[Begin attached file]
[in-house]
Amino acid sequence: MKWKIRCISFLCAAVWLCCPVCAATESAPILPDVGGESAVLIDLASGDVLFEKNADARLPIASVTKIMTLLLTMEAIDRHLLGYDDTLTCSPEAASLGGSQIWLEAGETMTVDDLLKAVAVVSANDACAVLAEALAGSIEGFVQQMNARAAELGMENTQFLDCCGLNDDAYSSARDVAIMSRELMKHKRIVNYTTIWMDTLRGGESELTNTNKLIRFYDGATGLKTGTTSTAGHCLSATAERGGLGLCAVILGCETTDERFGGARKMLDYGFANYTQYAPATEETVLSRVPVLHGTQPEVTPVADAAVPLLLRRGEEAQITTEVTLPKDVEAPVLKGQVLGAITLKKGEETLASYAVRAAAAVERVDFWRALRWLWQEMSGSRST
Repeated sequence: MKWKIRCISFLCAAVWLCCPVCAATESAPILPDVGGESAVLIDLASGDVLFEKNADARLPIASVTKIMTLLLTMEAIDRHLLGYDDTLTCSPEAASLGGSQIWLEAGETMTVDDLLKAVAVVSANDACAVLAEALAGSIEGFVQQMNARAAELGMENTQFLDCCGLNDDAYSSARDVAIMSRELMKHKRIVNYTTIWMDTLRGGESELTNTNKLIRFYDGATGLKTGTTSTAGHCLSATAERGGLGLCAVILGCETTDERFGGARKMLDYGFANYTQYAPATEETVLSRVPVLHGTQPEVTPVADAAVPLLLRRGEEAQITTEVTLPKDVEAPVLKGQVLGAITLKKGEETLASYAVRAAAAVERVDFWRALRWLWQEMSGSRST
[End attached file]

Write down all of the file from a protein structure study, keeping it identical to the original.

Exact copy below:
[in-house]
Amino acid sequence: MKWKIRCISFLCAAVWLCCPVCAATESAPILPDVGGESAVLIDLASGDVLFEKNADARLPIASVTKIMTLLLTMEAIDRHLLGYDDTLTCSPEAASLGGSQIWLEAGETMTVDDLLKAVAVVSANDACAVLAEALAGSIEGFVQQMNARAAELGMENTQFLDCCGLNDDAYSSARDVAIMSRELMKHKRIVNYTTIWMDTLRGGESELTNTNKLIRFYDGATGLKTGTTSTAGHCLSATAERGGLGLCAVILGCETTDERFGGARKMLDYGFANYTQYAPATEETVLSRVPVLHGTQPEVTPVADAAVPLLLRRGEEAQITTEVTLPKDVEAPVLKGQVLGAITLKKGEETLASYAVRAAAAVERVDFWRALRWLWQEMSGSRST
Repeated sequence: MKWKIRCISFLCAAVWLCCPVCAATESAPILPDVGGESAVLIDLASGDVLFEKNADARLPIASVTKIMTLLLTMEAIDRHLLGYDDTLTCSPEAASLGGSQIWLEAGETMTVDDLLKAVAVVSANDACAVLAEALAGSIEGFVQQMNARAAELGMENTQFLDCCGLNDDAYSSARDVAIMSRELMKHKRIVNYTTIWMDTLRGGESELTNTNKLIRFYDGATGLKTGTTSTAGHCLSATAERGGLGLCAVILGCETTDERFGGARKMLDYGFANYTQYAPATEETVLSRVPVLHGTQPEVTPVADAAVPLLLRRGEEAQITTEVTLPKDVEAPVLKGQVLGAITLKKGEETLASYAVRAAAAVERVDFWRALRWLWQEMSGSRST